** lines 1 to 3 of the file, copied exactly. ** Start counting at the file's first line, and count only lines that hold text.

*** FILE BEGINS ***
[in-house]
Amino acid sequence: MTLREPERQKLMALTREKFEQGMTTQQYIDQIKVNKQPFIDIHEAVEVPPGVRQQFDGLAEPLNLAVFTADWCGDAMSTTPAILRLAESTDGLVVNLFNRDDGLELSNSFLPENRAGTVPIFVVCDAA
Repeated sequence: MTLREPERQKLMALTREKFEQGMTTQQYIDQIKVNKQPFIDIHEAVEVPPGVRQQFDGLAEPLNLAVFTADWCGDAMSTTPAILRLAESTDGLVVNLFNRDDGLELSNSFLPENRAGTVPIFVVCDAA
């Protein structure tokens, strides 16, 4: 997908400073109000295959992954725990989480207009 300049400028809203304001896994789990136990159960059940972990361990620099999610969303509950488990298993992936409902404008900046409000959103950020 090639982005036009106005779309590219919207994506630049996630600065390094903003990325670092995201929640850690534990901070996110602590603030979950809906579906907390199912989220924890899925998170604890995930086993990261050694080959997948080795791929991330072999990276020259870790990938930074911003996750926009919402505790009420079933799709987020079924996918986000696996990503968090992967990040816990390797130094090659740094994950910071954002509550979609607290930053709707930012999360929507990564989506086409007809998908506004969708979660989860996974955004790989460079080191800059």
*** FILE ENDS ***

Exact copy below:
[in-house]
Amino acid sequence: MTLREPERQKLMALTREKFEQGMTTQQYIDQIKVNKQPFIDIHEAVEVPPGVRQQFDGLAEPLNLAVFTADWCGDAMSTTPAILRLAESTDGLVVNLFNRDDGLELSNSFLPENRAGTVPIFVVCDAA
Repeated sequence: MTLREPERQKLMALTREKFEQGMTTQQYIDQIKVNKQPFIDIHEAVEVPPGVRQQFDGLAEPLNLAVFTADWCGDAMSTTPAILRLAESTDGLVVNLFNRDDGLELSNSFLPENRAGTVPIFVVCDAA